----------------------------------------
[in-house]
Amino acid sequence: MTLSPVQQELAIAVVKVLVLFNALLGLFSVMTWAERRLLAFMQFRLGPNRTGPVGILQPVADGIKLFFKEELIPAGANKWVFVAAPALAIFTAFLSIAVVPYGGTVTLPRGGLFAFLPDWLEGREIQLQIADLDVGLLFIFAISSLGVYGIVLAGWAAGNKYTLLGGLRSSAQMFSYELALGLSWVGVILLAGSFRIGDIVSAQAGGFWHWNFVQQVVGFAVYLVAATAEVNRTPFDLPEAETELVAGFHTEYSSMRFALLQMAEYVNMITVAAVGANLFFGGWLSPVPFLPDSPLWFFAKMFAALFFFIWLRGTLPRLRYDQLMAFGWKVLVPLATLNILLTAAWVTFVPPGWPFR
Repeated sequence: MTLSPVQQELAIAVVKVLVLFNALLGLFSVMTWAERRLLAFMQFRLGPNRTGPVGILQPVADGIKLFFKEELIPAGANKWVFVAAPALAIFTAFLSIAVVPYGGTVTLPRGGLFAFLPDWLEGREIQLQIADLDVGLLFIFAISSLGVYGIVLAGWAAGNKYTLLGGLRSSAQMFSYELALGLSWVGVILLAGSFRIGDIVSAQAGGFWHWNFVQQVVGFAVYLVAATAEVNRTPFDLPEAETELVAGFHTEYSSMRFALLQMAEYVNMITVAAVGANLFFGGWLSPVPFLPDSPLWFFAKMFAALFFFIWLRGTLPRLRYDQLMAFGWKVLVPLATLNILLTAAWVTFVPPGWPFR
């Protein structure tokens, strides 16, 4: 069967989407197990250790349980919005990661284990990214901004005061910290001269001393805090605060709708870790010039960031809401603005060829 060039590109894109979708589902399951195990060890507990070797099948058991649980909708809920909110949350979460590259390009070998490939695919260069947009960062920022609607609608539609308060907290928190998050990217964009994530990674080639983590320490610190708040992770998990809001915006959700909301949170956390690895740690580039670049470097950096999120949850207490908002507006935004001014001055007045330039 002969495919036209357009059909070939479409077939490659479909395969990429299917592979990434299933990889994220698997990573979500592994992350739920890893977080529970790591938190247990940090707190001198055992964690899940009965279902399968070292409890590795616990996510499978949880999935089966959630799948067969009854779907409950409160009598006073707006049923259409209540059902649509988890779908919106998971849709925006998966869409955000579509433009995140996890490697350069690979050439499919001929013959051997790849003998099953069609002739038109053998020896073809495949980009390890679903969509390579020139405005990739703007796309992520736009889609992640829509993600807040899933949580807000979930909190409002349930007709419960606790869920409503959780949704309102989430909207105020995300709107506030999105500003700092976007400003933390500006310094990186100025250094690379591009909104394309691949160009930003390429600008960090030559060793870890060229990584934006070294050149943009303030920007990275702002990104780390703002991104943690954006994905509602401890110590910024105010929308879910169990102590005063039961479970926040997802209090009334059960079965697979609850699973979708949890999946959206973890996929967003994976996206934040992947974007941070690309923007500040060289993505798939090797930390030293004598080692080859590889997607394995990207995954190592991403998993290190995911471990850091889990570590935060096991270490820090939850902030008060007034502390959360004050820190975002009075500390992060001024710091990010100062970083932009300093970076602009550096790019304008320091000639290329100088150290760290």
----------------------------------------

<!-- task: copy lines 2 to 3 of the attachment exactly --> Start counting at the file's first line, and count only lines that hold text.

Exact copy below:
Amino acid sequence: MTLSPVQQELAIAVVKVLVLFNALLGLFSVMTWAERRLLAFMQFRLGPNRTGPVGILQPVADGIKLFFKEELIPAGANKWVFVAAPALAIFTAFLSIAVVPYGGTVTLPRGGLFAFLPDWLEGREIQLQIADLDVGLLFIFAISSLGVYGIVLAGWAAGNKYTLLGGLRSSAQMFSYELALGLSWVGVILLAGSFRIGDIVSAQAGGFWHWNFVQQVVGFAVYLVAATAEVNRTPFDLPEAETELVAGFHTEYSSMRFALLQMAEYVNMITVAAVGANLFFGGWLSPVPFLPDSPLWFFAKMFAALFFFIWLRGTLPRLRYDQLMAFGWKVLVPLATLNILLTAAWVTFVPPGWPFR
Repeated sequence: MTLSPVQQELAIAVVKVLVLFNALLGLFSVMTWAERRLLAFMQFRLGPNRTGPVGILQPVADGIKLFFKEELIPAGANKWVFVAAPALAIFTAFLSIAVVPYGGTVTLPRGGLFAFLPDWLEGREIQLQIADLDVGLLFIFAISSLGVYGIVLAGWAAGNKYTLLGGLRSSAQMFSYELALGLSWVGVILLAGSFRIGDIVSAQAGGFWHWNFVQQVVGFAVYLVAATAEVNRTPFDLPEAETELVAGFHTEYSSMRFALLQMAEYVNMITVAAVGANLFFGGWLSPVPFLPDSPLWFFAKMFAALFFFIWLRGTLPRLRYDQLMAFGWKVLVPLATLNILLTAAWVTFVPPGWPFR